Microbial ecosystem consists of a complex community of bacterial interactions and its host microenvironment (tissue, cell, metabolite). Because the interaction between gut microbiota and host involves many diseases and seriously affects human health, the study of the interaction mechanism between gut microbiota and host has attracted great attention. The gut microbiome is made up of 100 trillion bacteria that have both beneficial and adverse effects on human health. The development of IgA Nephropathy results in changes in the intestinal microbial ecosystem that affect host physiology and health. Similarly, changes in intestinal microbiota also affect the development of IgA Nephropathy. Thus, the gut microbiome represents a novel therapeutic target for improving the outcome of IgA Nephropathy, including hematuria symptoms and disease progression. In this review, we summarize the effect of intestinal microbiota on IgA Nephropathy in recent years and it has been clarified that the intestinal microbiota has a great influence on the pathogenesis and treatment of IgA Nephropathy.
Frontiers in Medicine, Volume 9; https://doi.org/10.3389/fmed.2022.848491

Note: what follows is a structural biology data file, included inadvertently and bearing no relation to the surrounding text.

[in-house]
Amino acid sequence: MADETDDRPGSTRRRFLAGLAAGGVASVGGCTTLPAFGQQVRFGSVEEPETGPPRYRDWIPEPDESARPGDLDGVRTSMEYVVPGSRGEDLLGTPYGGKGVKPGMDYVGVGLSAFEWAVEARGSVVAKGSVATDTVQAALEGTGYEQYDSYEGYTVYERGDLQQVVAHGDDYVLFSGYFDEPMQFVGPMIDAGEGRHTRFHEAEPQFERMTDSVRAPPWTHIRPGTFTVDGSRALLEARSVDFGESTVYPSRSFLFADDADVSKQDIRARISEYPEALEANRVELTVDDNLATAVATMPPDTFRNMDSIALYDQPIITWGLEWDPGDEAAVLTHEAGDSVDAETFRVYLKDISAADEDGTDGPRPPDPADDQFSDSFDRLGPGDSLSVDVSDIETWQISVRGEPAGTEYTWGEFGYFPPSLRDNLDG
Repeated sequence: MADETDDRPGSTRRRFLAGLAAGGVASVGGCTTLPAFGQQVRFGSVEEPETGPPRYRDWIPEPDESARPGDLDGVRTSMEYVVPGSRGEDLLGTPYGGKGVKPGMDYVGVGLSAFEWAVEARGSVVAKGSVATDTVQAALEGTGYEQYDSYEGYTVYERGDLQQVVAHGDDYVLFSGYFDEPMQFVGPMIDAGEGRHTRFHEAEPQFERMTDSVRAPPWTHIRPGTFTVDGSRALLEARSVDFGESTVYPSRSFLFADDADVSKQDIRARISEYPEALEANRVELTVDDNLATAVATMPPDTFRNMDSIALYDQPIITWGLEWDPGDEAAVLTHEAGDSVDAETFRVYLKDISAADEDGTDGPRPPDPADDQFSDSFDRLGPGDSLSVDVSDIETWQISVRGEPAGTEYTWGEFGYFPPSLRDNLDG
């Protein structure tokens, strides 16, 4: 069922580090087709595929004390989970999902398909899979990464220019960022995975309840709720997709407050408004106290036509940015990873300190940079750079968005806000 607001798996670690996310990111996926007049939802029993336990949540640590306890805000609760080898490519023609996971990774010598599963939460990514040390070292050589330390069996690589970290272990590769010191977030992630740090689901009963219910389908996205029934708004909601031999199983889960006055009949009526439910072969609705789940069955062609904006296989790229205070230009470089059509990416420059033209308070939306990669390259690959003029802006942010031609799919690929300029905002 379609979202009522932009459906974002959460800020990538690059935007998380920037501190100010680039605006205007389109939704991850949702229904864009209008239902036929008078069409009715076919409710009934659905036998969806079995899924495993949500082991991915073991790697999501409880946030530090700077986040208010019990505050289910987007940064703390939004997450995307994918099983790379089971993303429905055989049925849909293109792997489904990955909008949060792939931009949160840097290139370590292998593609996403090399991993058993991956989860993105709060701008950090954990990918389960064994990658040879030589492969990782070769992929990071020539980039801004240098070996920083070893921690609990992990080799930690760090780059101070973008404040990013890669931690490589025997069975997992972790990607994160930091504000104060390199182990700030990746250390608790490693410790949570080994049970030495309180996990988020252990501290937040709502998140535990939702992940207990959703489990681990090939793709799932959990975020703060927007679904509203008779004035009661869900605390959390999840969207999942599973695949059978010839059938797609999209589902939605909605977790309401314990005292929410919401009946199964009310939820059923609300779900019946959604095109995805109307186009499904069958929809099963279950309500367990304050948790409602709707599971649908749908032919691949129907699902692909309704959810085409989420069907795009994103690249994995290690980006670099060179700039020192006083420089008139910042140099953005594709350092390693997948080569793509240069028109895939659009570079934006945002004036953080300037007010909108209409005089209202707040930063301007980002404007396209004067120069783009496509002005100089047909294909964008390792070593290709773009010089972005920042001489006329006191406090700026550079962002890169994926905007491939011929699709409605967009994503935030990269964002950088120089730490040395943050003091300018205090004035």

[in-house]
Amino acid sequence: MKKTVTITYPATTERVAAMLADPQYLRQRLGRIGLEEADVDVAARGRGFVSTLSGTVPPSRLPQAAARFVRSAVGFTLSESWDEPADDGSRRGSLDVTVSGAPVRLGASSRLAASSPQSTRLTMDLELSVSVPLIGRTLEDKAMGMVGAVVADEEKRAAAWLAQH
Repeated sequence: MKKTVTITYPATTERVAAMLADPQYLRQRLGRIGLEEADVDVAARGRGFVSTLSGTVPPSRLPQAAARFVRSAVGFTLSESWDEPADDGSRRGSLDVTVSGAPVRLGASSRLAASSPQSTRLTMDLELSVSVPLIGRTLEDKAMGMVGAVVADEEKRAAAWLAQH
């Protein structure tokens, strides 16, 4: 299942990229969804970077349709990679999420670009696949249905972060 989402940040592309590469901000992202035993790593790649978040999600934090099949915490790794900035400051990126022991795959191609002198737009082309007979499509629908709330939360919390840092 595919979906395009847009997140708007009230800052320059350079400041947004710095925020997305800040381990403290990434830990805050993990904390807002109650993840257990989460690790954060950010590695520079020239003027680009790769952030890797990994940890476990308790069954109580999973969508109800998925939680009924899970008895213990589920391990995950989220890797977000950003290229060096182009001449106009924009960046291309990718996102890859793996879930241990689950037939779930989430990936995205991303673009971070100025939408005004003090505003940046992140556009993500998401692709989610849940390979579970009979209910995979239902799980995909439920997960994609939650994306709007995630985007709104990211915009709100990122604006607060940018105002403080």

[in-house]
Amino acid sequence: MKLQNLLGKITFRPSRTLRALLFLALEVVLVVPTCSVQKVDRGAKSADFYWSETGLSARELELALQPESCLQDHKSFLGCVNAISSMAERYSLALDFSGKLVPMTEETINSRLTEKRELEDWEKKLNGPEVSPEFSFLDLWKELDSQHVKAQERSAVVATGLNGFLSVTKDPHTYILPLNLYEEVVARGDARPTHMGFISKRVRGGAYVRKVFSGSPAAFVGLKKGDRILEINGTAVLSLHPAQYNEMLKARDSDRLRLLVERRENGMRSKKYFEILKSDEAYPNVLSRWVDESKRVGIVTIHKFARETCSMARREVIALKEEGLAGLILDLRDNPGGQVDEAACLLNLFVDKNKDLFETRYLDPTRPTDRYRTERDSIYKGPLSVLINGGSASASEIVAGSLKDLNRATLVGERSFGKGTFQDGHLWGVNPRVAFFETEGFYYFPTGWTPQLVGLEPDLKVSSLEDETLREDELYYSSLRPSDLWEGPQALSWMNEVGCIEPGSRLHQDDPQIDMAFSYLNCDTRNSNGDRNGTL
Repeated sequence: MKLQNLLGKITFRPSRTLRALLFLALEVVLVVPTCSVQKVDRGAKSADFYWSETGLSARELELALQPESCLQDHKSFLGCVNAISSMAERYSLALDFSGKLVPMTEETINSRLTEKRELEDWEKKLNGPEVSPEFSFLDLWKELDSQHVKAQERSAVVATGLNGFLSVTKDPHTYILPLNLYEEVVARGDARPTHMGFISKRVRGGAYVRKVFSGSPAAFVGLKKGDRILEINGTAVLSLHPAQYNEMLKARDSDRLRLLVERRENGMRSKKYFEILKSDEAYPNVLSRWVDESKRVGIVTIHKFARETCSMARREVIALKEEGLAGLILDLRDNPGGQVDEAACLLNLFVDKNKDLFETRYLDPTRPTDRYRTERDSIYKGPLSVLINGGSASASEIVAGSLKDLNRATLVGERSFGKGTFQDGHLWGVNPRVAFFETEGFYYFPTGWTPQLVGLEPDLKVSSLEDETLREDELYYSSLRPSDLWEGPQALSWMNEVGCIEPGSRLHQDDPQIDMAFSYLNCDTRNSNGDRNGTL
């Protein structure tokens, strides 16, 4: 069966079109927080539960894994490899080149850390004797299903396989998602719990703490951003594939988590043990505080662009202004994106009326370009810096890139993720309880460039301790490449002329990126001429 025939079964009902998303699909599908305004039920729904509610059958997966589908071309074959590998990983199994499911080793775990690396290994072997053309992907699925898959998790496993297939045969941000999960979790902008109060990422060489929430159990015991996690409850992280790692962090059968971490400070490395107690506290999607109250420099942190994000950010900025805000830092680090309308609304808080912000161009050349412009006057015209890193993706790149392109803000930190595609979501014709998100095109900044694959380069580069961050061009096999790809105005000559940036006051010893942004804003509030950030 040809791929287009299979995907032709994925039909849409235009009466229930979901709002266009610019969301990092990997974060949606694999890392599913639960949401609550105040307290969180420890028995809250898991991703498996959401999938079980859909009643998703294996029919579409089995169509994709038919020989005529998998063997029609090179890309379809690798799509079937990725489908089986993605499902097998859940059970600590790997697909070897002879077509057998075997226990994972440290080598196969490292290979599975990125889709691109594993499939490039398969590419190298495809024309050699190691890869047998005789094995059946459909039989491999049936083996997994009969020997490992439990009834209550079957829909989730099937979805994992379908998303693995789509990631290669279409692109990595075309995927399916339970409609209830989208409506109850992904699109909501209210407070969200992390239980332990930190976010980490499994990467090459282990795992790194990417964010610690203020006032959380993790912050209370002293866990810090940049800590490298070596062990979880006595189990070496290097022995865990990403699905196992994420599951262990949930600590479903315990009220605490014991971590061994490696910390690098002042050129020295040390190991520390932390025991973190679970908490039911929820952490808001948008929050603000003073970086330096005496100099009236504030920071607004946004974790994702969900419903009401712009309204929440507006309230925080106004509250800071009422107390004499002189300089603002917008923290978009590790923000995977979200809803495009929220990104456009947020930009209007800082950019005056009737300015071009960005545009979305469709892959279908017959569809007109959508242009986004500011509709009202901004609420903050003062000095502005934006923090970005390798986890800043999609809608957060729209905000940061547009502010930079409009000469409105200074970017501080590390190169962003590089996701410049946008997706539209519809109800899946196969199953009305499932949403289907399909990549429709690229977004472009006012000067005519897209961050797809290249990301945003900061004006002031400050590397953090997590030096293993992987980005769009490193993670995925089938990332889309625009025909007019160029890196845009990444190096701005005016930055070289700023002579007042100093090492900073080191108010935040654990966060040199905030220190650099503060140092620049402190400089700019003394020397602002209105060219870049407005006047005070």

Background and Objective: Acute kidney injury (AKI), the common complication after cardiopulmonary resuscitation (CPR), seriously affects the prognosis of cardiac arrest (CA) patients. However, there are limited studies on post-resuscitation AKI. In addition, it has been demonstrated that N-acetylcysteine (N-AC) as an ROS scavenger, has multiorgan-protective effects on systemic and regional ischaemia-reperfusion injuries. However, no studies have reported its protective effects against post-resuscitation AKI and potential mechanisms. This study aimed to clarify the protective effects of N-AC on post-resuscitation AKI and investigate whether its potential mechanism was mediated by activating Nrf-2/HO-1 pathway in the kidney. Methods: We established cardiac arrest models in rats. All animals were divided into four groups: the sham, control, N-AC, and ZnPP groups. Animals in each group except for the ZnPP group were assigned into two subgroups based on the survival time: 6 and 48 h. The rats in the control, N-AC, and ZnPP groups underwent induction of ventricular fibrillation (VF), 8 min untreated VF and cardiopulmonary resuscitation. Renal function indicators, were detected using commercial kits. Renal pathologic changes were assessed by haematoxylin–eosin (HE) staining. Oxidative stress and inflammatory responses were measured using the corresponding indicators. Apoptosis was evaluated using terminal uridine nick-end labeling (TUNEL) staining, and expression of proteins associated with apoptosis and the Nrf-2/HO-1 pathway was measured by western blotting. Results: N-AC inhibited post-resuscitation AKI. We observed that N-AC reduced the levels of biomarkers of renal function derangement; improved renal pathological changes; and suppressed apoptosis, oxidative stress, and inflammatory response. Additionally, the production of ROS in the kidneys markedly decreased by N-AC. More importantly, compared with the control group, N-AC further upregulated the expression of nuclear Nrf2 and endogenous HO-1 in N-AC group. However, N-AC-determined protective effects on post-resuscitation AKI were markedly reversed after pretreatment of the HO-1 inhibitor zinc protoporphyrin (ZnPP). Conclusions: N-AC alleviated renal dysfunction and prolonged survival in animal models of CA. N-AC partially exerts beneficial renal protection via activation of the Nrf-2/HO-1 pathway. Altogether, all these findings indicated that N-AC as a common clinical agent, may have the potentially clinical utility to improve patients the outcomes in cardiac arrest.